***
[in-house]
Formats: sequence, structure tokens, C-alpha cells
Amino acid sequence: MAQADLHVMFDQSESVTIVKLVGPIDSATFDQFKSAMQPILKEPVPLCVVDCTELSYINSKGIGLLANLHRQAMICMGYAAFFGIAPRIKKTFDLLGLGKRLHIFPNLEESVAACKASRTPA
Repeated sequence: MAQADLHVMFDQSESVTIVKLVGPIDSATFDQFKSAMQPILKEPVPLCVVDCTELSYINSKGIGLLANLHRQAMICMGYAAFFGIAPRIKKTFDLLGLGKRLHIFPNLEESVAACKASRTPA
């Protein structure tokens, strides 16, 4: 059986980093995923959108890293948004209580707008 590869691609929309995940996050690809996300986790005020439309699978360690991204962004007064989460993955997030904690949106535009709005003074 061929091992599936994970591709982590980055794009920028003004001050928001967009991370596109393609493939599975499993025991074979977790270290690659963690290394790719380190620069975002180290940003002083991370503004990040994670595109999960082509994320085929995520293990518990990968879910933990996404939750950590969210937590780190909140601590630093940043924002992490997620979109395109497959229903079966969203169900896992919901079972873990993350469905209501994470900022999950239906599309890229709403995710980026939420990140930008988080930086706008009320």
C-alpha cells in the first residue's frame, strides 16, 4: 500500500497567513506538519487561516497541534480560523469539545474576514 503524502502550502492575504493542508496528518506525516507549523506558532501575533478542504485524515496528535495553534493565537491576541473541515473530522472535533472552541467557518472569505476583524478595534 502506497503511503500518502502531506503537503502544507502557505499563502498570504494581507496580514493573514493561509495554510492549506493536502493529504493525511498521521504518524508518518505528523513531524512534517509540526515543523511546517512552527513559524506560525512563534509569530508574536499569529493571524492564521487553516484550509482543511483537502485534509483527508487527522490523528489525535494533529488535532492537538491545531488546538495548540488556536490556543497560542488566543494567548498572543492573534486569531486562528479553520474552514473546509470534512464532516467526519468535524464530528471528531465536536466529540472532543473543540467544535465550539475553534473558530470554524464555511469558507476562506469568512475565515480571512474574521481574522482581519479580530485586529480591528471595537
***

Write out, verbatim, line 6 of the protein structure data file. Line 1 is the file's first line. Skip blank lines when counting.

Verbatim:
C-alpha cells in the first residue's frame, strides 16, 4: 500500500497567513506538519487561516497541534480560523469539545474576514 503524502502550502492575504493542508496528518506525516507549523506558532501575533478542504485524515496528535495553534493565537491576541473541515473530522472535533472552541467557518472569505476583524478595534 502506497503511503500518502502531506503537503502544507502557505499563502498570504494581507496580514493573514493561509495554510492549506493536502493529504493525511498521521504518524508518518505528523513531524512534517509540526515543523511546517512552527513559524506560525512563534509569530508574536499569529493571524492564521487553516484550509482543511483537502485534509483527508487527522490523528489525535494533529488535532492537538491545531488546538495548540488556536490556543497560542488566543494567548498572543492573534486569531486562528479553520474552514473546509470534512464532516467526519468535524464530528471528531465536536466529540472532543473543540467544535465550539475553534473558530470554524464555511469558507476562506469568512475565515480571512474574521481574522482581519479580530485586529480591528471595537